Innovative Pricing Turns Plastic Into Transit

It’s a different way to pay with plastic — bottles instead of credit cards. Cities like Beijing, Istanbul, Sydney, and Surabaya let you pay public transit fares with recyclable plastic. Innovative transit pricing is one way that public and social sector marketers achieve multiple goals at once.

The idea is pretty simple. Insert recyclable plastic bottles into a fare machine and get credit to use towards transit fares. This system assigns real value to recycling. That value provides an incentive for people to reduce their waste stream, their carbon footprint, and urban congestion.

Some of the cities limit recycling payment to just bus fares. According to this Facebook video from the World Economic Forum, Istanbul puts the recycling credit on your Metro card, which is good for all forms of public transit throughout Europe’s largest city by area.

Sydney uses “reverse vending machines” to give recyclers rewards that can be used outside of bus fare, like for movie tickets.

As I wrote in a previous post, most plastic pollution in the Pacific Oceans comes from just a few rivers in Asia. Using innovative transit pricing to turn waste plastic into value in large Asian cities like Beijing, Sydney and Surabaya helps divert waste from polluting our oceans.

Free Download! Service Design Workshop Materials

Host your own free service design workshop

There’s huge opportunity in improving the design and distribution of government and nonprofit services. This is doubly true for making services more digital. How do you get started? Begin with a service design workshop. Read more and download free workshop materials.

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Branding Public Transportation

Branding public transportation

One benefit of a strong brand is that customers will pay more or go out of their way for their preferred brand of product or service. How else do you explain basic items like sunglasses priced at more than $1,000? In marketing the social good, is branding public transportation the answer to getting drivers off of jammed highways and onto public transit?

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Four Ways to Design Cities That Fight Climate Change

Earth already has a majority urban population. According to urban planner Peter Calthorpe, by 2050 our planet’s urban population will double. That means providing social goods and services to billions more city dwellers. How we accommodate that urban growth will say a lot about who we are and want to be. We can choose to design cities that fight climate change, instead of encouraging it.

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Data-driven Design for Transportation Infrastructure Saves Lives

Roundabouts are one example of data-driven design for transportation infrastructure

According to U.S. National Highway Traffic Safety Administration, 47 percent of fatal traffic accidents in the U.S. occur in urban areas, resulting in nearly 15,000 deaths per year. That’s more than 40 people dying each day on urban roadways.¬† If there was a data-driven design for transportation infrastructure that saved lives, shouldn’t we implement it? Data from the Insurance Institute for Highway Safety shows traffic roundabouts reduce the number and severity of accidents.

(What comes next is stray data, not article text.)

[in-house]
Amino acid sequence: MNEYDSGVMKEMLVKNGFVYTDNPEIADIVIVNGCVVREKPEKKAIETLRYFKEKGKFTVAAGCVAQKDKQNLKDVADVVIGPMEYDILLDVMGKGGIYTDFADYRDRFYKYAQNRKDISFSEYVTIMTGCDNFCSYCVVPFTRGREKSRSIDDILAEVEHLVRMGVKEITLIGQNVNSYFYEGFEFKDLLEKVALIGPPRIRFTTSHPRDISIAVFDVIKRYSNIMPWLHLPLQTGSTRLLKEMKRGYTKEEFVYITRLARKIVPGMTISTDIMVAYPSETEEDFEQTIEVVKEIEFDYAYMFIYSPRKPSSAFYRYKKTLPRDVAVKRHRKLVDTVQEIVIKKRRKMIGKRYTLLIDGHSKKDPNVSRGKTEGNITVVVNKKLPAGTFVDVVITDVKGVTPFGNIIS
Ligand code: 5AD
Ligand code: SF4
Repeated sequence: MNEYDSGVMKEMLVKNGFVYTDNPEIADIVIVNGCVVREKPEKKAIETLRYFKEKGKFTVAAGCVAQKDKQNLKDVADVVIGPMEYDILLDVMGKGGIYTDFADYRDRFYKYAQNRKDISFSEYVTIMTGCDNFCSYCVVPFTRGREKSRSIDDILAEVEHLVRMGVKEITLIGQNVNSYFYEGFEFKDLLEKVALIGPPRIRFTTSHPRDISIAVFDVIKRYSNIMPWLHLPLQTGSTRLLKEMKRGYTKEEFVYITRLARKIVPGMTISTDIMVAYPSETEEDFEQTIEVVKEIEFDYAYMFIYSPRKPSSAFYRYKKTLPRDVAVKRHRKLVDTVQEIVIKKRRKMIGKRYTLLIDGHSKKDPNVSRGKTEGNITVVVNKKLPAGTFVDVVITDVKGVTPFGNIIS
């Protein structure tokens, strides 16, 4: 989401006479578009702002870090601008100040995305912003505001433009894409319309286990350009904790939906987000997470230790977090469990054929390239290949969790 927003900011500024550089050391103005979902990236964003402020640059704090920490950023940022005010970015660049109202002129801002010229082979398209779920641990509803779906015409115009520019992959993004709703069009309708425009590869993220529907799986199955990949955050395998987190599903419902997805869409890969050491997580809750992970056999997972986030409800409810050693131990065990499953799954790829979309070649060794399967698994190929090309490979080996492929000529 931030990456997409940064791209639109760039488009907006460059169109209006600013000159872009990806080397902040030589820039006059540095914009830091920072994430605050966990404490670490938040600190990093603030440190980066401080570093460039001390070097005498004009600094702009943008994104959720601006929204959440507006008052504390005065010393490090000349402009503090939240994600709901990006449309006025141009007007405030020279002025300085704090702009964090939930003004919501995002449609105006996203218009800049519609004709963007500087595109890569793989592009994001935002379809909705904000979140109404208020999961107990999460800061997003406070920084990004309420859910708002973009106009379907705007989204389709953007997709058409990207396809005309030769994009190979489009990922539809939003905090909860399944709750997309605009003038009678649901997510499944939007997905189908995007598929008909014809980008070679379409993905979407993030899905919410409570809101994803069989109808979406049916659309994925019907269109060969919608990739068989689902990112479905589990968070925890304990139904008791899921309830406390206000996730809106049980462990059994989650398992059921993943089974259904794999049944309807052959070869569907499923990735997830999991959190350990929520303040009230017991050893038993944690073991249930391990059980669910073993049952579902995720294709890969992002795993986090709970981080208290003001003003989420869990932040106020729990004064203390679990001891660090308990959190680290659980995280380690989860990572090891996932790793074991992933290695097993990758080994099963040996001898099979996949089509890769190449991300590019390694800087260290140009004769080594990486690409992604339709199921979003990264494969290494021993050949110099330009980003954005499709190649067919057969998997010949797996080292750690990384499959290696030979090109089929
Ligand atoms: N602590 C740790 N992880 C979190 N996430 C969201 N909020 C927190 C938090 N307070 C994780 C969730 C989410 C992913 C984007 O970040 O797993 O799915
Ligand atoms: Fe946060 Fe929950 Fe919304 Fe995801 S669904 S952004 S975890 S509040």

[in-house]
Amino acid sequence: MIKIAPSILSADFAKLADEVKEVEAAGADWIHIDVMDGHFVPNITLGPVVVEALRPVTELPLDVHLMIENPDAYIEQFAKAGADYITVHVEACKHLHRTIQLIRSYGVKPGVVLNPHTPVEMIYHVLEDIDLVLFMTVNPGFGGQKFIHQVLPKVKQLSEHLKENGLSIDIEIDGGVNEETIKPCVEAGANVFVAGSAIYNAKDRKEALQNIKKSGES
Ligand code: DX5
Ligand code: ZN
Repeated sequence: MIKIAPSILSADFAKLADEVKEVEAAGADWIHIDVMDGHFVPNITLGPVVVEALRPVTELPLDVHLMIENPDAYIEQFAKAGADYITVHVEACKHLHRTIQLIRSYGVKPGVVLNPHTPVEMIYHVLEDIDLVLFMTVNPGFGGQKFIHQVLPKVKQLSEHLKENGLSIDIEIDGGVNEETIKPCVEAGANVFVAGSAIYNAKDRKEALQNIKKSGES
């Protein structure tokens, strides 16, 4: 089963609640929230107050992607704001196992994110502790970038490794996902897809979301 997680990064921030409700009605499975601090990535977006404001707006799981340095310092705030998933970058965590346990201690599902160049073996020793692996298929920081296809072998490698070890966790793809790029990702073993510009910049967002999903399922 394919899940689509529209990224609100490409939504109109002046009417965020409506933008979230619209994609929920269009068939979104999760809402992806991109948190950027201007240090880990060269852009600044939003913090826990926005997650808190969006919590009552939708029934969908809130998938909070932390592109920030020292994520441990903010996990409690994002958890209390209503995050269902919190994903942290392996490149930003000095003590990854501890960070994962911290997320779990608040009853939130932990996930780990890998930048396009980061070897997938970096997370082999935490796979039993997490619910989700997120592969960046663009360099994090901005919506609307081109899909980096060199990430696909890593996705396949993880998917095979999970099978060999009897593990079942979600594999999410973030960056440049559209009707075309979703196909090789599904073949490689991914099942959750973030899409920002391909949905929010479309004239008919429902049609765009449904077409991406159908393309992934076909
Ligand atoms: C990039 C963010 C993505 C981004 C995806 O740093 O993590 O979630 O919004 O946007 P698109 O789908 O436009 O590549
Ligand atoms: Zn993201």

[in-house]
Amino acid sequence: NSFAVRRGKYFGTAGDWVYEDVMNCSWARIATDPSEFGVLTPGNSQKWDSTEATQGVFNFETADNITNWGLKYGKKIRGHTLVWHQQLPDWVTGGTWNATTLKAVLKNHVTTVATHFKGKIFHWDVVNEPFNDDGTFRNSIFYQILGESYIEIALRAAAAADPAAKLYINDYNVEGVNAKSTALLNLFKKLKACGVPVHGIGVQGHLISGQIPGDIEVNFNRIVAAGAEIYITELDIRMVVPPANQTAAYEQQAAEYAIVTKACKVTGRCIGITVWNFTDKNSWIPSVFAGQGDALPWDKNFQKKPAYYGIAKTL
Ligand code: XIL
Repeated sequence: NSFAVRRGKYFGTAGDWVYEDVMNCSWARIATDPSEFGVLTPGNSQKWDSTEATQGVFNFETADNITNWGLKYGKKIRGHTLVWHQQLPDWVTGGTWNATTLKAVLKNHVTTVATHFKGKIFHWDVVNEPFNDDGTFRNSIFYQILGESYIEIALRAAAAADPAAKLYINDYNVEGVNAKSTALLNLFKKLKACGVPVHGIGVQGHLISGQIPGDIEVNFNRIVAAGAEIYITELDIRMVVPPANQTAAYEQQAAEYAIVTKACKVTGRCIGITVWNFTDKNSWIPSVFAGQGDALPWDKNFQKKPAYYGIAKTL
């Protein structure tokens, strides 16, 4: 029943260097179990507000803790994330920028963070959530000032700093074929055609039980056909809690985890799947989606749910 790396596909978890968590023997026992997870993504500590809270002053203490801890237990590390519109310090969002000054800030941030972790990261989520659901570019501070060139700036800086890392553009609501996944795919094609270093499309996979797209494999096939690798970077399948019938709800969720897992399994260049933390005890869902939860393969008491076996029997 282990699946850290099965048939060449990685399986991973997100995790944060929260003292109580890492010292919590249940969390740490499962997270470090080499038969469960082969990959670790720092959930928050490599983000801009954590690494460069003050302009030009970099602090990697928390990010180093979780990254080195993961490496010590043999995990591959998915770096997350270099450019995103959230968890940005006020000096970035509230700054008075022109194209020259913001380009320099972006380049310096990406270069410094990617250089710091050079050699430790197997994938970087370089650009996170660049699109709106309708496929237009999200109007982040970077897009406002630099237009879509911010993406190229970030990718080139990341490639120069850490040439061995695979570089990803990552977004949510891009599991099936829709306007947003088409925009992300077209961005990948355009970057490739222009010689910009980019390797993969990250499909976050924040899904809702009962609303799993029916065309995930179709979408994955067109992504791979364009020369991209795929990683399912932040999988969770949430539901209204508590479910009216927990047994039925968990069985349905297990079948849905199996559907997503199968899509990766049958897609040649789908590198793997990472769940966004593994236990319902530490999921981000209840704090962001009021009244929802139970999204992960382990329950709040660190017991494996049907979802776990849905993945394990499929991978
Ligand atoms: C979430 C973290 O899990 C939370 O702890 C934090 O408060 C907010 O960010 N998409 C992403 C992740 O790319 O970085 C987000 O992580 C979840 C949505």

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Building Quality Infrastructure for the Social Good

Building quality infrastructure

Critics of government spending claim that building quality infrastructure for the social good is not affordable. Focus on utility and low cost, they say. No need for grand stone building with imposing facades. Their concerns touch on two core marketing topics, design and pricing.

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Design Better Mass Transit with Systems Thinking

We need ways of designing better transportation systems.

As U.S. cities grow more gridlocked and Millennials adopt mobility services like Uber out of desperation, transit becomes a crucial social good. Without the ability to easily move people and goods, cities become paralyzed. We need a way of designing better transportation systems.

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The Power of Pricing: Paying for Public Infrastructure

paying for infrastructure

In their recent report card, the American Society of Civil Engineers (ASCE) gave US infrastructure a grade of D+.  ASCE also said bad infrastructure costs U.S. households $9 per day in higher prices, poor service, repairs, and wasted time. For just $3 per day, they say we could fix the problem. Those numbers sound small, but they add up. Multiple that household-per-day number by 125 million households and 365 days a year, and you get an annual infrastructure bill of $137 billion. Paying for infrastructure is a big decision. How to pay for things is a marketing decision regarding pricing. What are the options?

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